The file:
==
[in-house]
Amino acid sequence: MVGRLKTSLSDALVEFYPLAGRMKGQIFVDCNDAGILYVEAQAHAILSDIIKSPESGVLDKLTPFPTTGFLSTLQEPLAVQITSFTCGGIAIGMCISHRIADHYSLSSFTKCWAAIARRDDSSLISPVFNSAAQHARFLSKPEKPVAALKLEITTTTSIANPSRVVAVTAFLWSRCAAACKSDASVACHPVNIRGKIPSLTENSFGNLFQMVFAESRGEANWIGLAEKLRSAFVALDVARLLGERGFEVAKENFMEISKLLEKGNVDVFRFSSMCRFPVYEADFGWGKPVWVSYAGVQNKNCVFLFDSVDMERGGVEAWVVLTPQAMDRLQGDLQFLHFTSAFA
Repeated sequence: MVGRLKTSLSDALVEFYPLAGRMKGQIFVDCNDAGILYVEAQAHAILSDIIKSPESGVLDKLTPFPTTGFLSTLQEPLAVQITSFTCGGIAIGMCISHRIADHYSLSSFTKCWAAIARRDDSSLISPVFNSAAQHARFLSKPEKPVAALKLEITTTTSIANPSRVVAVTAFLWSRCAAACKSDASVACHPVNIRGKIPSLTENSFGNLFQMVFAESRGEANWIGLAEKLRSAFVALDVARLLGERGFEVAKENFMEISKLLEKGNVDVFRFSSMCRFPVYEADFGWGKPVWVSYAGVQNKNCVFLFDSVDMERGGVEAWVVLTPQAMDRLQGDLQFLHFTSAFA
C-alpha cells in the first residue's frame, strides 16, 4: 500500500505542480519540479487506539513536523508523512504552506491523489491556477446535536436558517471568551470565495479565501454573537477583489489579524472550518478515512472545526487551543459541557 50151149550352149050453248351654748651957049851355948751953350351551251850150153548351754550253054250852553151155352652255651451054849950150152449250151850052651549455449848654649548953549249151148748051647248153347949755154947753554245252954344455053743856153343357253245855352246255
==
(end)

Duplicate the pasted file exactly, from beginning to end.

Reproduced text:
[in-house]
Amino acid sequence: MVGRLKTSLSDALVEFYPLAGRMKGQIFVDCNDAGILYVEAQAHAILSDIIKSPESGVLDKLTPFPTTGFLSTLQEPLAVQITSFTCGGIAIGMCISHRIADHYSLSSFTKCWAAIARRDDSSLISPVFNSAAQHARFLSKPEKPVAALKLEITTTTSIANPSRVVAVTAFLWSRCAAACKSDASVACHPVNIRGKIPSLTENSFGNLFQMVFAESRGEANWIGLAEKLRSAFVALDVARLLGERGFEVAKENFMEISKLLEKGNVDVFRFSSMCRFPVYEADFGWGKPVWVSYAGVQNKNCVFLFDSVDMERGGVEAWVVLTPQAMDRLQGDLQFLHFTSAFA
Repeated sequence: MVGRLKTSLSDALVEFYPLAGRMKGQIFVDCNDAGILYVEAQAHAILSDIIKSPESGVLDKLTPFPTTGFLSTLQEPLAVQITSFTCGGIAIGMCISHRIADHYSLSSFTKCWAAIARRDDSSLISPVFNSAAQHARFLSKPEKPVAALKLEITTTTSIANPSRVVAVTAFLWSRCAAACKSDASVACHPVNIRGKIPSLTENSFGNLFQMVFAESRGEANWIGLAEKLRSAFVALDVARLLGERGFEVAKENFMEISKLLEKGNVDVFRFSSMCRFPVYEADFGWGKPVWVSYAGVQNKNCVFLFDSVDMERGGVEAWVVLTPQAMDRLQGDLQFLHFTSAFA
C-alpha cells in the first residue's frame, strides 16, 4: 500500500505542480519540479487506539513536523508523512504552506491523489491556477446535536436558517471568551470565495479565501454573537477583489489579524472550518478515512472545526487551543459541557 50151149550352149050453248351654748651957049851355948751953350351551251850150153548351754550253054250852553151155352652255651451054849950150152449250151850052651549455449848654649548953549249151148748051647248153347949755154947753554245252954344455053743856153343357253245855352246255